Re: Easy, encrypted transfer of larger files over third party server
- Date: Wed, 04 Oct 2017 01:58:43 +0200
- From: Sandro Knauß <sknauss@xxxxxxx>
- Subject: Re: Easy, encrypted transfer of larger files over third party server
why using a third-party server if you can directly share a file form your
computer securely without any size limit? OnionShare creates a tor hidden
service and this you can share and the other can download the file directly
via tor for your computer.
At least for many usecases it is also a nice solution, where you don't need a
server to upload the file. The person who is receiving the files doesn't need
OnionShare. All they need is to open the URL you send them in Tor Browser to
be able to download the file.
On Dienstag, 3. Oktober 2017 23:45:53 CEST Albert Astals Cid wrote:
> El dimarts, 3 d’octubre de 2017, a les 13:36:47 CEST, gregor.mi.sw va
> > Hello,
> > since the day I started to use email, every now and then I would like to
> > send someone a large file (big or several images, large presentation,
> > audio
> > or video file) that does not fit in an email or vice-versa.
> > Nowadays, there are plenty of free online storages and transfer services
> > (e.g. https://wetransfer.com/, DropBox etc.). If I don't know the owner of
> > those services, from a privacy standpoint they all cannot be trusted.
> > I would like to hear your opinion on the following idea:
> > Why not having a local program for the sender and receiver that
> > automatically does local encryption before uploading to a storage server
> > and decryption upon receiving and then deleting from the remote storage
> > server? The idea is to have a stable local user interface while the
> > storage
> > server (let's call it "exchange point") can be easily replaced when
> > needed.
> > The assumed exchange point capabilities should be minimal (list files,
> > upload file, download file, delete file).
> > (The exchange point could even be an IMAP email server (with shared
> > credentials) which means the local program should know about maximum email
> > attachment file sizes and split the file accordingly without bothering the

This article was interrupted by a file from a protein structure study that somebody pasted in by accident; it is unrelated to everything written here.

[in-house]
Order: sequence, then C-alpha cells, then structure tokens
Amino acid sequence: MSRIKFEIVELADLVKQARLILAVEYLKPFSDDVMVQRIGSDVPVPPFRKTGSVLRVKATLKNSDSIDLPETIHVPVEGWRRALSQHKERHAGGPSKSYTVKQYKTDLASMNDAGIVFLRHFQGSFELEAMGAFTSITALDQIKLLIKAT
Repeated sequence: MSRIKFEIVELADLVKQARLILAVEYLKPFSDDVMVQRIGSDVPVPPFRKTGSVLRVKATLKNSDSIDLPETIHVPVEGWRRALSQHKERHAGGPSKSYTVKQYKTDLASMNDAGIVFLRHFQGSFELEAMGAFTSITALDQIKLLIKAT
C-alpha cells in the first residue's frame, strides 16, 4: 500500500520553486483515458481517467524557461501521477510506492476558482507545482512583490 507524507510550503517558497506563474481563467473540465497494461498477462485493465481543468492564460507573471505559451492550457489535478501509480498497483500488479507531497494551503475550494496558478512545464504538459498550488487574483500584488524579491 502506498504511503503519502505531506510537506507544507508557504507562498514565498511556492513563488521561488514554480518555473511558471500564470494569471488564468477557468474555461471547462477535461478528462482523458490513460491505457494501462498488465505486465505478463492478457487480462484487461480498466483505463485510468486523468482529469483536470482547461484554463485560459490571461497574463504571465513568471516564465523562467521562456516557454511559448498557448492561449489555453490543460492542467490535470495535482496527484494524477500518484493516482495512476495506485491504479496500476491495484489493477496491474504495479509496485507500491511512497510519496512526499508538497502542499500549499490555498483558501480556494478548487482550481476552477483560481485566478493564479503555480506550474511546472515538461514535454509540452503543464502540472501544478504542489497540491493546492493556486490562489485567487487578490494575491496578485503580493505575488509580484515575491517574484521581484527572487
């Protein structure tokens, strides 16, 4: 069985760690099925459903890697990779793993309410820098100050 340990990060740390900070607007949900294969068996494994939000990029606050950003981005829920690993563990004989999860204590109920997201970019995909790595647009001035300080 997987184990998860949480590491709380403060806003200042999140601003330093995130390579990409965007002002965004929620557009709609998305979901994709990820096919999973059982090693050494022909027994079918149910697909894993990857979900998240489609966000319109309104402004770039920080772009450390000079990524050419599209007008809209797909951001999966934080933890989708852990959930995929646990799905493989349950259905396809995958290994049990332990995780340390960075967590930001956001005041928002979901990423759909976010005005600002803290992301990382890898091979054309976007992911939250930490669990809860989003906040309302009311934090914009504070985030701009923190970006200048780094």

> > user. Or a local network drive.)
> > The basic workflow for two new users A and B would be:
> > User A: Installs the program, setups an exchange point, sends B the
> > configuration to the exchange point, uploads the file
> > User B: Installs the program, imports the configuration, downloads the
> > file.
> > Once the exchange point configuration is shared, sending further files is
> > only a matter of selecting the user and dropping the file. Since the
> > program would have a CLI it could be integrated in other chat or email
> > programs.
> > About two years ago, I started to develop a program that should do exactly
> > that. It's called "asr - async send receive" (Code:
> > https://cgit.kde.org/scratch/gregormi/asr.git/tree/, some thoughts about
> > it:
> > https://github.com/feinstaub/feinstaub.github.io/blob/master/asr/index.md,
> > "async" because sender and receiver should not be required to be online at
> > the same time). Due to lack of dedicated time the development also came to
> > a stop two years ago before I could refine the CLI and add a usable GUI.
> > I am aware of this good new feature in NextCloud:
> > https://nextcloud.com/blog/nextcloud-introducing-native-integrated-end-to-> > en d-encryption/. But this would restrict online storage servers to those
> > which have NextCloud installed.
> > From the server side's perspective, this could be a security nightmare
> > because one way of using a service like Dropbox as exchange point is to
> > share the account credentials between sender and receiver. From the user's
> > perspective, in case the used account is shut off, one can switch easily
> > to
> > another exchange point.
> > Target users: users who want to securely exchange files but without the
> > knowledge or resources of how to setup an own online server.
> > I wonder if it makes sense to you to further pursue this idea. Are or were
> > there maybe similar approaches?
> Not sure if https://send.firefox.com/ may be something you may be interested
> in? Maybe a command line client for it?
> > Or existing online services that also do
> > encryption in trustable fashion and have a CLI?
> > Thanks for your feedback.
> > Gregor